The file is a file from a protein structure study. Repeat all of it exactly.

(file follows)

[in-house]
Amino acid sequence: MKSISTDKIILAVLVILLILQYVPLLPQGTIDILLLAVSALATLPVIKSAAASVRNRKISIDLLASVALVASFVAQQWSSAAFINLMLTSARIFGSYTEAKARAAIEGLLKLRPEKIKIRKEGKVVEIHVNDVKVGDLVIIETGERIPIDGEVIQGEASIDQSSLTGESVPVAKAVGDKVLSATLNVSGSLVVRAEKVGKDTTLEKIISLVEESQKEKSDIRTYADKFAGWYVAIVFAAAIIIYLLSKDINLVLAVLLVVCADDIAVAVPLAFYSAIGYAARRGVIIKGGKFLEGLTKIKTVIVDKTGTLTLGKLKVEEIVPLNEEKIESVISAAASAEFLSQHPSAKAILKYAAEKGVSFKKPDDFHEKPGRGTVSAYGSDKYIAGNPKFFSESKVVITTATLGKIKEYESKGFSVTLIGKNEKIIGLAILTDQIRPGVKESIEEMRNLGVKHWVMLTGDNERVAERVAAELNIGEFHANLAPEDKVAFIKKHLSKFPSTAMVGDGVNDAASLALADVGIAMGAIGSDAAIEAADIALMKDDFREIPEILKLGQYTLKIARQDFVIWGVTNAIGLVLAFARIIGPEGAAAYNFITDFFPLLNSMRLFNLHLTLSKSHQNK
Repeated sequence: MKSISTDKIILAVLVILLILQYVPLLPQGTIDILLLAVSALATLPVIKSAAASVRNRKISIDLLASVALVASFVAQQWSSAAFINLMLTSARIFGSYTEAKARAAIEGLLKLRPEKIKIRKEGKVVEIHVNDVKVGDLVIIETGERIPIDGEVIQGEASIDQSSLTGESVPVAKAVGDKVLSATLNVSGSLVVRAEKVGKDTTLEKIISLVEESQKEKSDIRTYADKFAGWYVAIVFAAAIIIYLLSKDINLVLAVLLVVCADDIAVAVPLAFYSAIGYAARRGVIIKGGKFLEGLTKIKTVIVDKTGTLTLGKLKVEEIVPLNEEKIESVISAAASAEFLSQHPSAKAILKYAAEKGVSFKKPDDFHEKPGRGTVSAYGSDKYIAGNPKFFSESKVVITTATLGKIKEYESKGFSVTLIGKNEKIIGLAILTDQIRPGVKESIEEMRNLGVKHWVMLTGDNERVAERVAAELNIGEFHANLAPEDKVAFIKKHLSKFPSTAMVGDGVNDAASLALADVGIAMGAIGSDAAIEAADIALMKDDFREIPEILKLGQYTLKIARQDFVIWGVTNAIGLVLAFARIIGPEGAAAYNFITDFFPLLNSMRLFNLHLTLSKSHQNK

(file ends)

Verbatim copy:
[in-house]
Amino acid sequence: MKSISTDKIILAVLVILLILQYVPLLPQGTIDILLLAVSALATLPVIKSAAASVRNRKISIDLLASVALVASFVAQQWSSAAFINLMLTSARIFGSYTEAKARAAIEGLLKLRPEKIKIRKEGKVVEIHVNDVKVGDLVIIETGERIPIDGEVIQGEASIDQSSLTGESVPVAKAVGDKVLSATLNVSGSLVVRAEKVGKDTTLEKIISLVEESQKEKSDIRTYADKFAGWYVAIVFAAAIIIYLLSKDINLVLAVLLVVCADDIAVAVPLAFYSAIGYAARRGVIIKGGKFLEGLTKIKTVIVDKTGTLTLGKLKVEEIVPLNEEKIESVISAAASAEFLSQHPSAKAILKYAAEKGVSFKKPDDFHEKPGRGTVSAYGSDKYIAGNPKFFSESKVVITTATLGKIKEYESKGFSVTLIGKNEKIIGLAILTDQIRPGVKESIEEMRNLGVKHWVMLTGDNERVAERVAAELNIGEFHANLAPEDKVAFIKKHLSKFPSTAMVGDGVNDAASLALADVGIAMGAIGSDAAIEAADIALMKDDFREIPEILKLGQYTLKIARQDFVIWGVTNAIGLVLAFARIIGPEGAAAYNFITDFFPLLNSMRLFNLHLTLSKSHQNK
Repeated sequence: MKSISTDKIILAVLVILLILQYVPLLPQGTIDILLLAVSALATLPVIKSAAASVRNRKISIDLLASVALVASFVAQQWSSAAFINLMLTSARIFGSYTEAKARAAIEGLLKLRPEKIKIRKEGKVVEIHVNDVKVGDLVIIETGERIPIDGEVIQGEASIDQSSLTGESVPVAKAVGDKVLSATLNVSGSLVVRAEKVGKDTTLEKIISLVEESQKEKSDIRTYADKFAGWYVAIVFAAAIIIYLLSKDINLVLAVLLVVCADDIAVAVPLAFYSAIGYAARRGVIIKGGKFLEGLTKIKTVIVDKTGTLTLGKLKVEEIVPLNEEKIESVISAAASAEFLSQHPSAKAILKYAAEKGVSFKKPDDFHEKPGRGTVSAYGSDKYIAGNPKFFSESKVVITTATLGKIKEYESKGFSVTLIGKNEKIIGLAILTDQIRPGVKESIEEMRNLGVKHWVMLTGDNERVAERVAAELNIGEFHANLAPEDKVAFIKKHLSKFPSTAMVGDGVNDAASLALADVGIAMGAIGSDAAIEAADIALMKDDFREIPEILKLGQYTLKIARQDFVIWGVTNAIGLVLAFARIIGPEGAAAYNFITDFFPLLNSMRLFNLHLTLSKSHQNK